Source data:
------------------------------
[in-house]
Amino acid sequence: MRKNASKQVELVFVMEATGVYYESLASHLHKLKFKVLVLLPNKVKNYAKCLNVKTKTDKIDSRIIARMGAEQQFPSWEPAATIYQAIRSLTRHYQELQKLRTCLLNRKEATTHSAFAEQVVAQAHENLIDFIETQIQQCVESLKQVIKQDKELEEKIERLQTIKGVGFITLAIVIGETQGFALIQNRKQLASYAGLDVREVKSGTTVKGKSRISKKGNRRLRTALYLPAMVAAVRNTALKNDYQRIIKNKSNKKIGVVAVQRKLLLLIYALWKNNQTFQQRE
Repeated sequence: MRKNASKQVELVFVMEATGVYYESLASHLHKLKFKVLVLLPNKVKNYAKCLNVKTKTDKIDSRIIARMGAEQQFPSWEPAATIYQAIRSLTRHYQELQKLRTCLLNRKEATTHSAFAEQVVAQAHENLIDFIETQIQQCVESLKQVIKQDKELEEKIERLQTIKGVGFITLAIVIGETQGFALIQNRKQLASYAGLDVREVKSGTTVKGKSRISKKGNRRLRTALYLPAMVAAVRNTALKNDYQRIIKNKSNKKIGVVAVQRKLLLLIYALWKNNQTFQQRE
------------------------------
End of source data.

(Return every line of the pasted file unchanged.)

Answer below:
[in-house]
Amino acid sequence: MRKNASKQVELVFVMEATGVYYESLASHLHKLKFKVLVLLPNKVKNYAKCLNVKTKTDKIDSRIIARMGAEQQFPSWEPAATIYQAIRSLTRHYQELQKLRTCLLNRKEATTHSAFAEQVVAQAHENLIDFIETQIQQCVESLKQVIKQDKELEEKIERLQTIKGVGFITLAIVIGETQGFALIQNRKQLASYAGLDVREVKSGTTVKGKSRISKKGNRRLRTALYLPAMVAAVRNTALKNDYQRIIKNKSNKKIGVVAVQRKLLLLIYALWKNNQTFQQRE
Repeated sequence: MRKNASKQVELVFVMEATGVYYESLASHLHKLKFKVLVLLPNKVKNYAKCLNVKTKTDKIDSRIIARMGAEQQFPSWEPAATIYQAIRSLTRHYQELQKLRTCLLNRKEATTHSAFAEQVVAQAHENLIDFIETQIQQCVESLKQVIKQDKELEEKIERLQTIKGVGFITLAIVIGETQGFALIQNRKQLASYAGLDVREVKSGTTVKGKSRISKKGNRRLRTALYLPAMVAAVRNTALKNDYQRIIKNKSNKKIGVVAVQRKLLLLIYALWKNNQTFQQRE